Horror 365 Movie 357: Theatre Of Blood

Before John Doe lethalized The 7 Deadly sins in Se7en (1995), before Eric Binford killed people as his favorite movie characters in Fade To Black (1980), Edward Lionheart was already offing people according to the guidelines set forth by Shakespeare himself.

I’m talking, of course, about Douglas Hickox’s 1973 Theatre Of Blood. Lionheart, schmaltzed to the gills by Vincent Price, was an actor, y’see, whose Shakespeare roles were, shall we say, not up to the critics’ standards. This culminates in two things (revealed via flashback some time into the story).

First, the Theatre Critics Guild spurns Lionheat for their annual award. Second, he shows up at their party and commits suicide by jumping off a high-rise balcony into the Thames after reciting The Big Obvious Bit from Hamlet. As one does. Except Lionheart survives. As one does.

The result is that Lionheart exacts his revenge by eliminating his critics using deaths from each of the plays from his under appreciated season of Shakespeare. As one does. Here’s a list:

  • Julius Caesar– George Maxwell hacked to death by a crowd of Lionheart’s followers
  • Troilus And Cressida– Hector Snipe gets dragged by horse (like, appropriately, Hector) during Maxwell’s funeral
  • Cymbeline– Horace Sprout is decapitated, his body left in bed next to his wife
  • The Merchant Of Venice– Trevor Dickman (nice word choice as he’s a pervy womanizer) has his heart cut out
  • Richard III- Oliver Larding is drowned in a barrel of wine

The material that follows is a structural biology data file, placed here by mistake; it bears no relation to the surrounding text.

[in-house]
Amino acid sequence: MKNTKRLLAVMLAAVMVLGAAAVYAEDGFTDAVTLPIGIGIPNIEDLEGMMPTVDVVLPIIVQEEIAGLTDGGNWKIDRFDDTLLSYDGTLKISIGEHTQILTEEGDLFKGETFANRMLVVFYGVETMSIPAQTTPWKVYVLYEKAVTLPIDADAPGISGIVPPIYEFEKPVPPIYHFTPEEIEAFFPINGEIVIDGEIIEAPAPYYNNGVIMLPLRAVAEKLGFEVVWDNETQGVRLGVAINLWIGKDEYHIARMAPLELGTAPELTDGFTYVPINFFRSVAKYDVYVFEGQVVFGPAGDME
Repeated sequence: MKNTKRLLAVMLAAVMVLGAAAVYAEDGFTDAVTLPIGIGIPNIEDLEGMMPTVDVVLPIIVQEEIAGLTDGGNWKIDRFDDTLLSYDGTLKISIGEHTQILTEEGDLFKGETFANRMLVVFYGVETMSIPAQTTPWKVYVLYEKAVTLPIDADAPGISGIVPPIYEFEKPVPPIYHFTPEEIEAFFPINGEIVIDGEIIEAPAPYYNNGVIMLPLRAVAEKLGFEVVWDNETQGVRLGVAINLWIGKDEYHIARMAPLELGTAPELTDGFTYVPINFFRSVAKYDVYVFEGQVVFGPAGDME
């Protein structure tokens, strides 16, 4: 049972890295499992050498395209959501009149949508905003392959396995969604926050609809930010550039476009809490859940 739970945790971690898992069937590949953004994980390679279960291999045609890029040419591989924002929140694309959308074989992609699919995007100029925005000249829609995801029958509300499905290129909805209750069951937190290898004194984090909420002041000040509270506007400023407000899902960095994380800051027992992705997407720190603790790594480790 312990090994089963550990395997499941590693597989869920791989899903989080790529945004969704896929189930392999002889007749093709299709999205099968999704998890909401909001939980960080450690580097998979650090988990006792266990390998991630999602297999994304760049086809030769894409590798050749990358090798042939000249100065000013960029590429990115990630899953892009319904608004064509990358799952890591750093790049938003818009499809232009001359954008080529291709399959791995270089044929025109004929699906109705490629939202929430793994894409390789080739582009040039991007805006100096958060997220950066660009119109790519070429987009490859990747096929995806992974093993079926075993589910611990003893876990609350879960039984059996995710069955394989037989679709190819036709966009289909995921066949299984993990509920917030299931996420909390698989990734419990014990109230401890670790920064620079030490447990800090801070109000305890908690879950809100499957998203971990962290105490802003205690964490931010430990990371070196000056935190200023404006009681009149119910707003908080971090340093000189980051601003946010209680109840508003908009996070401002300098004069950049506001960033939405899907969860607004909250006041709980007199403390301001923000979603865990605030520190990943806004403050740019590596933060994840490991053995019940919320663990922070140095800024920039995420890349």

• Henry VI Part I– Chloe Moon gets burned up with electrified curlers (for those of you scoring at home, the burned up part is Shakespeare, not the curlers)
  • Titus Andronicus– Meredeth Merridew is force fed a pie made from his two poodles

There’s also a couple of non-lethal encounters. Lionheart replicates the fencing match from Romeo And Juliet but does not kill Peregrine Devlin, promising to make him suffer for who knows how long. The other is Solomon Psaltery who strangles his wife out of jealousy as in Othello, then goes to prison.

The final victim is intended to be Devlin whom Lionheart plans to blind like King Lear’s Gloucester. For reasons I won’t go into (cuz spoilers), it’s fitting that Lear is the last role Lionheart’s Shakespeare season as it plays nicely into the movie’s final act.

Now, if any of this seems familiar, I refer you to The Abominable Dr. Phibes two years prior. That’s the one where Vincent Price visits the 10 biblical plagues of Egypt upon the doctors and nurses who could not save his wife. I don’t know how much influence Phibes had on Theatre Of Blood, but I’m willing to speculate that someone did not keep his eyes off his neighbor’s paper.